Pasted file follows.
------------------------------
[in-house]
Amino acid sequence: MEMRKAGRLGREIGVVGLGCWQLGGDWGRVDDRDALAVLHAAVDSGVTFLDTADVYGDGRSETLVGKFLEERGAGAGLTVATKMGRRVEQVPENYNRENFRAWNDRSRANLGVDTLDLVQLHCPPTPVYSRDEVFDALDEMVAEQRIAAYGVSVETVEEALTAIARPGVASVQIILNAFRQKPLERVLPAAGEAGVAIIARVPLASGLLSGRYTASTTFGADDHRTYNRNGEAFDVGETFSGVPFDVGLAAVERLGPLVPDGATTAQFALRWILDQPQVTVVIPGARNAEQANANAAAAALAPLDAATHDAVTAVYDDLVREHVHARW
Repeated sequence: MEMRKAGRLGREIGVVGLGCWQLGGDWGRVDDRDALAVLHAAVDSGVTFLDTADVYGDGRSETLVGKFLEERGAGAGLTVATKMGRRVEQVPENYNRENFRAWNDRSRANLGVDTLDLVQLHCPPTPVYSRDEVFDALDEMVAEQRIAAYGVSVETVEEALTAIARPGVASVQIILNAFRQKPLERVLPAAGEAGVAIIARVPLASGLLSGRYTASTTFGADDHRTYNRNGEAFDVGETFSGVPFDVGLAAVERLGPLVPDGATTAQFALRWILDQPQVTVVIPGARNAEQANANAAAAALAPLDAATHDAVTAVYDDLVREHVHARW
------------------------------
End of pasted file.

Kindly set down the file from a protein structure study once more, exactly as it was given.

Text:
[in-house]
Amino acid sequence: MEMRKAGRLGREIGVVGLGCWQLGGDWGRVDDRDALAVLHAAVDSGVTFLDTADVYGDGRSETLVGKFLEERGAGAGLTVATKMGRRVEQVPENYNRENFRAWNDRSRANLGVDTLDLVQLHCPPTPVYSRDEVFDALDEMVAEQRIAAYGVSVETVEEALTAIARPGVASVQIILNAFRQKPLERVLPAAGEAGVAIIARVPLASGLLSGRYTASTTFGADDHRTYNRNGEAFDVGETFSGVPFDVGLAAVERLGPLVPDGATTAQFALRWILDQPQVTVVIPGARNAEQANANAAAAALAPLDAATHDAVTAVYDDLVREHVHARW
Repeated sequence: MEMRKAGRLGREIGVVGLGCWQLGGDWGRVDDRDALAVLHAAVDSGVTFLDTADVYGDGRSETLVGKFLEERGAGAGLTVATKMGRRVEQVPENYNRENFRAWNDRSRANLGVDTLDLVQLHCPPTPVYSRDEVFDALDEMVAEQRIAAYGVSVETVEEALTAIARPGVASVQIILNAFRQKPLERVLPAAGEAGVAIIARVPLASGLLSGRYTASTTFGADDHRTYNRNGEAFDVGETFSGVPFDVGLAAVERLGPLVPDGATTAQFALRWILDQPQVTVVIPGARNAEQANANAAAAALAPLDAATHDAVTAVYDDLVREHVHARW